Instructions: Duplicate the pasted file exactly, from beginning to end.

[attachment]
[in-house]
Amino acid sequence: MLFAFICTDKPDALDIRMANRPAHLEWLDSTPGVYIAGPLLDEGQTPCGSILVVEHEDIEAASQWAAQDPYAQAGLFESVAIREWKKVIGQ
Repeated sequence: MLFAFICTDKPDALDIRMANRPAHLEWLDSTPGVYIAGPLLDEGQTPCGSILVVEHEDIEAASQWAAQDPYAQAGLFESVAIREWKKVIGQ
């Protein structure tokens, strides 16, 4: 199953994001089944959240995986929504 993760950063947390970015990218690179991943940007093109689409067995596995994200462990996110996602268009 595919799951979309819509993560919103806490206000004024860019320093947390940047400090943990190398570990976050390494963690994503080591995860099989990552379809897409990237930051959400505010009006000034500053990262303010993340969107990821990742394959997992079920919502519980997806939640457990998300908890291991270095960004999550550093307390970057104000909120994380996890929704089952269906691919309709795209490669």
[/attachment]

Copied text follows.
[in-house]
Amino acid sequence: MLFAFICTDKPDALDIRMANRPAHLEWLDSTPGVYIAGPLLDEGQTPCGSILVVEHEDIEAASQWAAQDPYAQAGLFESVAIREWKKVIGQ
Repeated sequence: MLFAFICTDKPDALDIRMANRPAHLEWLDSTPGVYIAGPLLDEGQTPCGSILVVEHEDIEAASQWAAQDPYAQAGLFESVAIREWKKVIGQ
């Protein structure tokens, strides 16, 4: 199953994001089944959240995986929504 993760950063947390970015990218690179991943940007093109689409067995596995994200462990996110996602268009 595919799951979309819509993560919103806490206000004024860019320093947390940047400090943990190398570990976050390494963690994503080591995860099989990552379809897409990237930051959400505010009006000034500053990262303010993340969107990821990742394959997992079920919502519980997806939640457990998300908890291991270095960004999550550093307390970057104000909120994380996890929704089952269906691919309709795209490669």